Less grandiose than Newport and more civilized than the Adirondacks, the bucolic Berkshires have been home to artists, writers, and wealthy society folk since the mid-19th century. Visiting the historic residences of famous former denizens is quite an eye-opening experience. Throw in a variety of crackerjack museums and drool-worthy art collections and you have yourself one culture-packed fall weekend.
photograph by David Dashiell
The Mount, author Edith Wharton’s home in Lenox, looks spectacular as the trees change color. Ghost tours are held Friday nights. (edithwharton.org, 413-551-5111)
photograph by Kevin Sprague, Studio Two
On Friday evening September 14, the literary Berkshire WordFest weekend commences at The Mount. This year’s theme is “Channeling Edith Wharton,” with acclaimed writers like Adam Gopnik and Francine du Plessix Gray set to speak.
photograph from Berkshire Museum
Pittsfield’s Berkshire Museum wows visitors with a Native American exhibit of contemporary artworks and historic objects. The show runs until January 6. (berkshiremuseum.org, 413-443-7171)
photograph by Jonathan Wiggs/Globe staff/file
Ventfort Hall (gildedage.org, 413-637-3206) in Lenox is still undergoing restoration to its Gilded Age magnificence. (The Jacobean Revival estate served as the exterior set for the 1999 film The Cider House Rules.) Already brought back to its original splendor is the charmingly quirky first floor featuring rich, carved wood and Victorian finery. A bonus for fashion lovers: “Les Petites Dames de Mode,” an exhibit of 59 haute couture dolls wearing historically accurate gowns.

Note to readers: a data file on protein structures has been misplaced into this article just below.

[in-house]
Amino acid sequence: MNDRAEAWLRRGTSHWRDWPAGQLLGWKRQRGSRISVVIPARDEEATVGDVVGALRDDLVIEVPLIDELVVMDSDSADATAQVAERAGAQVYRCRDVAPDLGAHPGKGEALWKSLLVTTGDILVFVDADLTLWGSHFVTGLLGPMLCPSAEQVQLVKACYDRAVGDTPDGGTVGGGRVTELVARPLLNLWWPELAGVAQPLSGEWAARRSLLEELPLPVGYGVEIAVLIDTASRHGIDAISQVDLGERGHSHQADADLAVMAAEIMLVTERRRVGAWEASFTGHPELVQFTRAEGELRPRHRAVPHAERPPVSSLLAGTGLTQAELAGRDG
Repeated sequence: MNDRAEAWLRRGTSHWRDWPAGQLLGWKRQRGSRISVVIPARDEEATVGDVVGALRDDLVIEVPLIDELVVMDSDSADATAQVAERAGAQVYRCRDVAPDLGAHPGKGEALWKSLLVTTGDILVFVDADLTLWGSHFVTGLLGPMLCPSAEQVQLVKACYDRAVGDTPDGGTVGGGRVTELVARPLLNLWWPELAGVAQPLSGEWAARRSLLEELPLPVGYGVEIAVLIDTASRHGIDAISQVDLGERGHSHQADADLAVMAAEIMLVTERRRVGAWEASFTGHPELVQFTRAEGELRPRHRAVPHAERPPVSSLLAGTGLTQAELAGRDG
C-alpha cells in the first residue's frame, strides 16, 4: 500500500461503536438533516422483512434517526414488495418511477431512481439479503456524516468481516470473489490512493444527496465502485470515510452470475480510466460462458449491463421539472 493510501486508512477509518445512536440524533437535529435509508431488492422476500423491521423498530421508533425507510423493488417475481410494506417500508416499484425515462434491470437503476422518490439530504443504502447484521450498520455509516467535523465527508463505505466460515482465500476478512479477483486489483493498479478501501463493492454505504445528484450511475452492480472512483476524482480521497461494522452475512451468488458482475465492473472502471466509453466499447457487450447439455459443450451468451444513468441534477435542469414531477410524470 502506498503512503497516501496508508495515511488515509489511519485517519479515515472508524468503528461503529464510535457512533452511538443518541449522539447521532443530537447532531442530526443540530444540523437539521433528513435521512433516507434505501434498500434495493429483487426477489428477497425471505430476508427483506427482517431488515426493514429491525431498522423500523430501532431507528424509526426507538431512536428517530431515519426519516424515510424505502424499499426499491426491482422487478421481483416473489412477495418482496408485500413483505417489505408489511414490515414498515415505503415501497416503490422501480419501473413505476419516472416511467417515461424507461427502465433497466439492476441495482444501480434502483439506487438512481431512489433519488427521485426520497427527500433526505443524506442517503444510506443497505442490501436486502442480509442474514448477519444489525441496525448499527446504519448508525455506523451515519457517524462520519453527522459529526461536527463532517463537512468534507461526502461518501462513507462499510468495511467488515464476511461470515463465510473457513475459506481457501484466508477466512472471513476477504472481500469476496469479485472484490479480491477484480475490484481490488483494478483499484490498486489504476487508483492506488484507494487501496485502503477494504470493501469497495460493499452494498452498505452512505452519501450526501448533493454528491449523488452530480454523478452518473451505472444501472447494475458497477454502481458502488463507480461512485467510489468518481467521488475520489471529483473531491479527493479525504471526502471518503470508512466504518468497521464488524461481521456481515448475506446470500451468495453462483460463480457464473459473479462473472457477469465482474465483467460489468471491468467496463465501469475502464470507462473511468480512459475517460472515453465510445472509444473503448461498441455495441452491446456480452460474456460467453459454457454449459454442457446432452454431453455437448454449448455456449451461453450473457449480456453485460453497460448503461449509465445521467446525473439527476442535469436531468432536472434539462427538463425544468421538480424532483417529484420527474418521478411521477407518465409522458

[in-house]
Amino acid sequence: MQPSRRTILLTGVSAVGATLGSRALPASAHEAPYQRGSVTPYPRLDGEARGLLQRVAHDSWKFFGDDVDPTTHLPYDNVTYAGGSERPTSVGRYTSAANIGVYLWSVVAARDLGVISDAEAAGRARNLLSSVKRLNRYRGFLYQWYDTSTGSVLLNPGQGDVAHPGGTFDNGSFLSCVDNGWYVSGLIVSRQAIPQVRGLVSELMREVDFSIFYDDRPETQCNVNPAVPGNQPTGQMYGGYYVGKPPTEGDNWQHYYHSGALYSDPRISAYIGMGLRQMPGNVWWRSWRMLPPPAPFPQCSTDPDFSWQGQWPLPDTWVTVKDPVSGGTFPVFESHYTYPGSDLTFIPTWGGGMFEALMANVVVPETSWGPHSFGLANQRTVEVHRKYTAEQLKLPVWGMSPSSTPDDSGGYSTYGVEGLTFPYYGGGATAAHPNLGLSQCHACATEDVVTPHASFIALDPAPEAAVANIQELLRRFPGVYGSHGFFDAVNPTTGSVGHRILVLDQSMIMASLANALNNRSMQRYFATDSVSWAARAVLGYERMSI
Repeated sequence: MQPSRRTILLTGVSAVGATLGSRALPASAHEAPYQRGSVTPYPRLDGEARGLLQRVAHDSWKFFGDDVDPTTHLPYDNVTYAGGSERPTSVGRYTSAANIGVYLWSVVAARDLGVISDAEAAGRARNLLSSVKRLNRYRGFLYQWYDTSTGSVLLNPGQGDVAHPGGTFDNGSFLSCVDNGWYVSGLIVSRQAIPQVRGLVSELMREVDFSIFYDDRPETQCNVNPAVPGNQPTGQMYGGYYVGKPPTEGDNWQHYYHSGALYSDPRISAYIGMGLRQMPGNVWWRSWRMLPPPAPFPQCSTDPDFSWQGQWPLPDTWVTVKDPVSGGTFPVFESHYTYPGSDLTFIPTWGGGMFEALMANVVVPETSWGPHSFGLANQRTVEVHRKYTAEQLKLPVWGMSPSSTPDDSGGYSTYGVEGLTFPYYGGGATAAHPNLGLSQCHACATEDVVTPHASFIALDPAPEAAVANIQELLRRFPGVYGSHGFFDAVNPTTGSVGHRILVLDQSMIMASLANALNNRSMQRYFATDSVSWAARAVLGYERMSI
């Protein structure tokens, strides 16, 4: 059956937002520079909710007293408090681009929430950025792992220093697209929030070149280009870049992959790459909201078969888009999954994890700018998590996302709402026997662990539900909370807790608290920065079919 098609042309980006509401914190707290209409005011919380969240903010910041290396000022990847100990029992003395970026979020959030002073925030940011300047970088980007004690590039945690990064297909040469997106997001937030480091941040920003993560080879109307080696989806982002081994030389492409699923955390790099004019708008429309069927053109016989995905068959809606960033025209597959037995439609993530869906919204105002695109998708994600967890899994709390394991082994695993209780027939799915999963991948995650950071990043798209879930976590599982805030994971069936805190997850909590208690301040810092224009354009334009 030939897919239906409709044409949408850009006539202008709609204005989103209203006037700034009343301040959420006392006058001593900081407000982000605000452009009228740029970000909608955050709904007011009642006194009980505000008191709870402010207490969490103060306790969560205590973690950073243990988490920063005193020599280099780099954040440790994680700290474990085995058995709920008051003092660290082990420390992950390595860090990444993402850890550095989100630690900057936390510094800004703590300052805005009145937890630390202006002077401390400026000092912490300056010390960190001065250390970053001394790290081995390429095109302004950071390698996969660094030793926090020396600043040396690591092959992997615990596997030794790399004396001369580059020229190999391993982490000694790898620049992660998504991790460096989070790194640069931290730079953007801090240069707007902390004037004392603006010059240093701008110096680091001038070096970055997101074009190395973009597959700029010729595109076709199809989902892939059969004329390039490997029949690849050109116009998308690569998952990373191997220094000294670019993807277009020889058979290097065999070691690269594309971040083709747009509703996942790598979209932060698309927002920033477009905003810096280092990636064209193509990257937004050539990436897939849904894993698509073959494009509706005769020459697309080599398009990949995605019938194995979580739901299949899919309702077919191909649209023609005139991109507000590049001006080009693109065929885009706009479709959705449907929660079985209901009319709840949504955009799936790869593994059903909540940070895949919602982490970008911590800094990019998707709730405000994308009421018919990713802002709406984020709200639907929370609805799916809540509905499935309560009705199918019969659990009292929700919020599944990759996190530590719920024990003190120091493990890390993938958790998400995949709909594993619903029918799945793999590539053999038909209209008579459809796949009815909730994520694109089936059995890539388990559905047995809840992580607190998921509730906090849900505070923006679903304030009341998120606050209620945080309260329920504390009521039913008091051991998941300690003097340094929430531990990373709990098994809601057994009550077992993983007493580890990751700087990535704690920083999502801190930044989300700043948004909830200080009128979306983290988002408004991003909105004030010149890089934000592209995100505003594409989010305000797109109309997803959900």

photograph by Jeremy Clowe
The Norman Rockwell Museum in Stockbridge showcases the artist’s works. (nrm.org, 413-298-4100)
photograph by Art Evans
In addition to many iconic images — and Rockwell’s working studio, relocated from his home — all 323 of the artist’s famous Saturday Evening Post covers are currently on view, along with a sports-themed show with plenty of guy appeal.
photograph from Frelinghuysen Morris House & Studio
For abstract art lovers, the Frelinghuysen Morris House & Studio (frelinghuysen.org, 413-637-0166) in Lenox is a mid-century-modern masterpiece of architecture, furnishings, and paintings.The husband-and-wife owners, George L.K. Morris and Suzy Frelinghuysen, were part of the talented patrician painters’ group known as the “Park Avenue Cubists.” The couple filled their strikingly original summer home with paintings by themselves and other artists such as Pablo Picasso and Fernand Leger.
photograph by Mark Wilson/Globe staff/file
Mass MoCA (massmoca.org, 413-662-2111) in North Adams provides 110,000 square feet of exhibition space (one gallery alone is the size of a football field) dedicated to showcasing avant-garde and cutting-edge contemporary art — including some rather colossal pieces — all sure to engage, enrage, or just puzzle. A multidisciplinary performance center is also on site.
photograph from The Boston Globe/file
For anyone with delusions of grandeur, Naumkeag (thetrustees.org, 413-298-3239) in Stockbridge is what you might call a manageable mansion — less ostentatious than the Newport “cottages” — but pretty darn grand, with rooms luxuriously furnished much as they were when the Choate family of New York summered there. Designed in 1885 by renowned architectural firm McKim, Mead, and White, the house has killer views of the surrounding hills and gardens.
photograph from massachusetts office of travel and tourism
DID YOU KNOW? Peak fall foliage typically occurs October 1 to 14 in the Berkshires, earlier than every other region in the state.
Source: Massachusetts Office of Travel and Tourism